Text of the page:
Yes, there is an outbound migration, but that was going on long before Covid. Among multiple other sources, United Van Lines noted in a 2017 data report "Three states in the Northeast - New Jersey, New York and Connecticut landed among the top five places from which people are moving out." MarketWatch further confirmed this in a December, 2019 article while citing LendingTree as the source. In a 2020 migration report from North American Moving Services, Illinois, New York and New Jersey were noted as the three states with most outbound moves. Interestingly, the report also noted that despite the pandemic, people continued to move at rates comparable to 2019.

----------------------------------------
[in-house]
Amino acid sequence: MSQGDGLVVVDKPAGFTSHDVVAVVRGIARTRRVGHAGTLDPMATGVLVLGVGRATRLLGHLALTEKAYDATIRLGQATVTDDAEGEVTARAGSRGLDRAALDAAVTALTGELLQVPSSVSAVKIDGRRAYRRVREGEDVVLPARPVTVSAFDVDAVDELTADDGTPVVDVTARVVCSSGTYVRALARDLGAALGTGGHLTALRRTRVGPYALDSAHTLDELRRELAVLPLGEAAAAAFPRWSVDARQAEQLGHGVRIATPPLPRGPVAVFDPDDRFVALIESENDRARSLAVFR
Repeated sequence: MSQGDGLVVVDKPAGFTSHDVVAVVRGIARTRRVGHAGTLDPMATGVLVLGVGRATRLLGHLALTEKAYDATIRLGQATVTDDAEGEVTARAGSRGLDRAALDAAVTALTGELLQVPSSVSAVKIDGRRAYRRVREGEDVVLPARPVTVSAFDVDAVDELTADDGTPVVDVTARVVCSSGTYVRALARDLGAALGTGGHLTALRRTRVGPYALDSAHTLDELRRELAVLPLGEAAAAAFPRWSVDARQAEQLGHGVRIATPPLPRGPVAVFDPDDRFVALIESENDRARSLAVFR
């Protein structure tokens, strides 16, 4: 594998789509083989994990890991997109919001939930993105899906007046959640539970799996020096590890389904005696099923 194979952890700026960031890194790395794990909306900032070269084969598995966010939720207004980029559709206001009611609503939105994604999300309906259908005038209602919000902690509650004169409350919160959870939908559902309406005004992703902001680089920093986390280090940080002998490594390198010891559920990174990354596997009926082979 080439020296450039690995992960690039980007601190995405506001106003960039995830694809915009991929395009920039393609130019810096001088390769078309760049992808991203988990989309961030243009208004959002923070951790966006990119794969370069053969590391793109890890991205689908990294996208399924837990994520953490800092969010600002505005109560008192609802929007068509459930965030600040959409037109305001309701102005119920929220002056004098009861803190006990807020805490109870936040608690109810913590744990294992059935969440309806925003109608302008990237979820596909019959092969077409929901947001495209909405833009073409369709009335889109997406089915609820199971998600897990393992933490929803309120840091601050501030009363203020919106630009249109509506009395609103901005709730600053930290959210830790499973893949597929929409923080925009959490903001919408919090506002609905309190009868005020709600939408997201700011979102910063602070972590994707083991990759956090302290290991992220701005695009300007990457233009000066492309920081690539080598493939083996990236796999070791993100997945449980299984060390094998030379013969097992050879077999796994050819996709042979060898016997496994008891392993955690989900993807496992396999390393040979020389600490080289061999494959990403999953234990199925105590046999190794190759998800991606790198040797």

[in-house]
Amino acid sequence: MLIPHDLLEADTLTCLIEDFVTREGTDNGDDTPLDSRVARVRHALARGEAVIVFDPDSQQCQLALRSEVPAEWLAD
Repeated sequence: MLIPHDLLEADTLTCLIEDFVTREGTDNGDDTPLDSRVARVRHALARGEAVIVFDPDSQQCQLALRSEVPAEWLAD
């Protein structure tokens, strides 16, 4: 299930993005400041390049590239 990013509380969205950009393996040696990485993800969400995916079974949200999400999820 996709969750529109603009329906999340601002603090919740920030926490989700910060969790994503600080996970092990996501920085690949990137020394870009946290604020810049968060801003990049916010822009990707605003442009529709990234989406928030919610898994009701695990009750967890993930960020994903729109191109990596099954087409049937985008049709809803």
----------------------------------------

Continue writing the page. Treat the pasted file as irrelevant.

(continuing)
The top three reasons cited for migration: 1) taxes/cost of living 2) job availability and 3) weather. Regardless of outbound migration, it is nowhere near an "exodus" when the actual number of people who have maintained residence in New York City and New York State are considered.
Where are they going?
Arizona and South Carolina have been in the top inbound states since 2015. The current Top 5 inbound states according to North American Moving Services 2020 Migration Report:
3) South Carolina
5) North Carolina
Americans move south and west for several reasons, most of which align with the trend of migration out of the Midwest and Northeast:
1) Lower state income tax
2) Job growth
3) Warmer weather
Here is a visual of US migration from North American Services 2020 migration report: